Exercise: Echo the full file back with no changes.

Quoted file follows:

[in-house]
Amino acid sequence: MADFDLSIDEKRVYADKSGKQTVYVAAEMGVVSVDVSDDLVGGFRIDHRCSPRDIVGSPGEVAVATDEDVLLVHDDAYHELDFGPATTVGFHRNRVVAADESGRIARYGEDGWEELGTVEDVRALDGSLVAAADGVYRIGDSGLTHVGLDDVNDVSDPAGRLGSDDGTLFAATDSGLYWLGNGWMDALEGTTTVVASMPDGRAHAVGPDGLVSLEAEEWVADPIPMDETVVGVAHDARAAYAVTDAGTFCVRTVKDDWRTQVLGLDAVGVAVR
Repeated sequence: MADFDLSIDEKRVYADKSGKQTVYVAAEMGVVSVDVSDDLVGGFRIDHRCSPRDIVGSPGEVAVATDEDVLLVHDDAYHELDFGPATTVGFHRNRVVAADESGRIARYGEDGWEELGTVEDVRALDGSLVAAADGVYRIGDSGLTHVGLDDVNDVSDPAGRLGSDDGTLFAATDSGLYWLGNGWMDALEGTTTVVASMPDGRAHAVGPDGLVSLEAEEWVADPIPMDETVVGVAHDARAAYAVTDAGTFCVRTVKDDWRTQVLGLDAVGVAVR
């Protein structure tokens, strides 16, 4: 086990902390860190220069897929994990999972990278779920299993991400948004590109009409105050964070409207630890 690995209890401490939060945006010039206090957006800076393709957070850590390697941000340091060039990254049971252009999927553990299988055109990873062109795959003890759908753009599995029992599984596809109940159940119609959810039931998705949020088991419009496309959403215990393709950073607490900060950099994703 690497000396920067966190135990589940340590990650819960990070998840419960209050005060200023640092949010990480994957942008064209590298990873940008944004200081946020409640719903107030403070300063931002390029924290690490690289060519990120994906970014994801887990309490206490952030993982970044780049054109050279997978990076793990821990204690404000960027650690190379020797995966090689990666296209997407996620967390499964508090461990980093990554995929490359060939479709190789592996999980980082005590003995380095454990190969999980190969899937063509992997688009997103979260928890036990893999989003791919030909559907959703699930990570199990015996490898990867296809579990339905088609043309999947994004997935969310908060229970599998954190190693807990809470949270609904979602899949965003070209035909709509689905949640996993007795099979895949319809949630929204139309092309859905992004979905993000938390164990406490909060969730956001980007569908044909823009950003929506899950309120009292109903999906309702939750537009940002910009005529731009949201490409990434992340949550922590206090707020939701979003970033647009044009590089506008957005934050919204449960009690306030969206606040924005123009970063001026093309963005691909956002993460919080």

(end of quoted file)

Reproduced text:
[in-house]
Amino acid sequence: MADFDLSIDEKRVYADKSGKQTVYVAAEMGVVSVDVSDDLVGGFRIDHRCSPRDIVGSPGEVAVATDEDVLLVHDDAYHELDFGPATTVGFHRNRVVAADESGRIARYGEDGWEELGTVEDVRALDGSLVAAADGVYRIGDSGLTHVGLDDVNDVSDPAGRLGSDDGTLFAATDSGLYWLGNGWMDALEGTTTVVASMPDGRAHAVGPDGLVSLEAEEWVADPIPMDETVVGVAHDARAAYAVTDAGTFCVRTVKDDWRTQVLGLDAVGVAVR
Repeated sequence: MADFDLSIDEKRVYADKSGKQTVYVAAEMGVVSVDVSDDLVGGFRIDHRCSPRDIVGSPGEVAVATDEDVLLVHDDAYHELDFGPATTVGFHRNRVVAADESGRIARYGEDGWEELGTVEDVRALDGSLVAAADGVYRIGDSGLTHVGLDDVNDVSDPAGRLGSDDGTLFAATDSGLYWLGNGWMDALEGTTTVVASMPDGRAHAVGPDGLVSLEAEEWVADPIPMDETVVGVAHDARAAYAVTDAGTFCVRTVKDDWRTQVLGLDAVGVAVR
């Protein structure tokens, strides 16, 4: 086990902390860190220069897929994990999972990278779920299993991400948004590109009409105050964070409207630890 690995209890401490939060945006010039206090957006800076393709957070850590390697941000340091060039990254049971252009999927553990299988055109990873062109795959003890759908753009599995029992599984596809109940159940119609959810039931998705949020088991419009496309959403215990393709950073607490900060950099994703 690497000396920067966190135990589940340590990650819960990070998840419960209050005060200023640092949010990480994957942008064209590298990873940008944004200081946020409640719903107030403070300063931002390029924290690490690289060519990120994906970014994801887990309490206490952030993982970044780049054109050279997978990076793990821990204690404000960027650690190379020797995966090689990666296209997407996620967390499964508090461990980093990554995929490359060939479709190789592996999980980082005590003995380095454990190969999980190969899937063509992997688009997103979260928890036990893999989003791919030909559907959703699930990570199990015996490898990867296809579990339905088609043309999947994004997935969310908060229970599998954190190693807990809470949270609904979602899949965003070209035909709509689905949640996993007795099979895949319809949630929204139309092309859905992004979905993000938390164990406490909060969730956001980007569908044909823009950003929506899950309120009292109903999906309702939750537009940002910009005529731009949201490409990434992340949550922590206090707020939701979003970033647009044009590089506008957005934050919204449960009690306030969206606040924005123009970063001026093309963005691909956002993460919080």